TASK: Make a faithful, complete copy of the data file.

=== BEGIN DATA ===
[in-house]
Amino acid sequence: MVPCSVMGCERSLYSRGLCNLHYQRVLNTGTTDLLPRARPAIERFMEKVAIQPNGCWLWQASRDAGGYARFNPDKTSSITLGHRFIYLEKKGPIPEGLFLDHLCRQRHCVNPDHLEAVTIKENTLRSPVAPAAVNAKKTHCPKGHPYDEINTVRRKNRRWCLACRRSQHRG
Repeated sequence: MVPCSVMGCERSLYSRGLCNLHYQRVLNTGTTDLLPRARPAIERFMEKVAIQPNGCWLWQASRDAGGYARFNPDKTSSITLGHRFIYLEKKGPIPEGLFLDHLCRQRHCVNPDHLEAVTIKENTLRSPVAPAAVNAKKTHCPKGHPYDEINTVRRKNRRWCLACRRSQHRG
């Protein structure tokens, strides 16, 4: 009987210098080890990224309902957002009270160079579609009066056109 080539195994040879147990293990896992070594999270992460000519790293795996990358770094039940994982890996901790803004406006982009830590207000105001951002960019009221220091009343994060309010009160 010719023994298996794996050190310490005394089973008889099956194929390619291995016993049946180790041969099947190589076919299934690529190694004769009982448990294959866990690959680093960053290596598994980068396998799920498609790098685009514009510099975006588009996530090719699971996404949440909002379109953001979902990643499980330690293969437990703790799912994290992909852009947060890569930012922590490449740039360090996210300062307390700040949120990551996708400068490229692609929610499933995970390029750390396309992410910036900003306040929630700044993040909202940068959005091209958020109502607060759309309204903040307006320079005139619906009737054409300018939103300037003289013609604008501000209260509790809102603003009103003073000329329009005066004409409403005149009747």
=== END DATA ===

[in-house]
Amino acid sequence: MVPCSVMGCERSLYSRGLCNLHYQRVLNTGTTDLLPRARPAIERFMEKVAIQPNGCWLWQASRDAGGYARFNPDKTSSITLGHRFIYLEKKGPIPEGLFLDHLCRQRHCVNPDHLEAVTIKENTLRSPVAPAAVNAKKTHCPKGHPYDEINTVRRKNRRWCLACRRSQHRG
Repeated sequence: MVPCSVMGCERSLYSRGLCNLHYQRVLNTGTTDLLPRARPAIERFMEKVAIQPNGCWLWQASRDAGGYARFNPDKTSSITLGHRFIYLEKKGPIPEGLFLDHLCRQRHCVNPDHLEAVTIKENTLRSPVAPAAVNAKKTHCPKGHPYDEINTVRRKNRRWCLACRRSQHRG
């Protein structure tokens, strides 16, 4: 009987210098080890990224309902957002009270160079579609009066056109 080539195994040879147990293990896992070594999270992460000519790293795996990358770094039940994982890996901790803004406006982009830590207000105001951002960019009221220091009343994060309010009160 010719023994298996794996050190310490005394089973008889099956194929390619291995016993049946180790041969099947190589076919299934690529190694004769009982448990294959866990690959680093960053290596598994980068396998799920498609790098685009514009510099975006588009996530090719699971996404949440909002379109953001979902990643499980330690293969437990703790799912994290992909852009947060890569930012922590490449740039360090996210300062307390700040949120990551996708400068490229692609929610499933995970390029750390396309992410910036900003306040929630700044993040909202940068959005091209958020109502607060759309309204903040307006320079005139619906009737054409300018939103300037003289013609604008501000209260509790809102603003009103003073000329329009005066004409409403005149009747």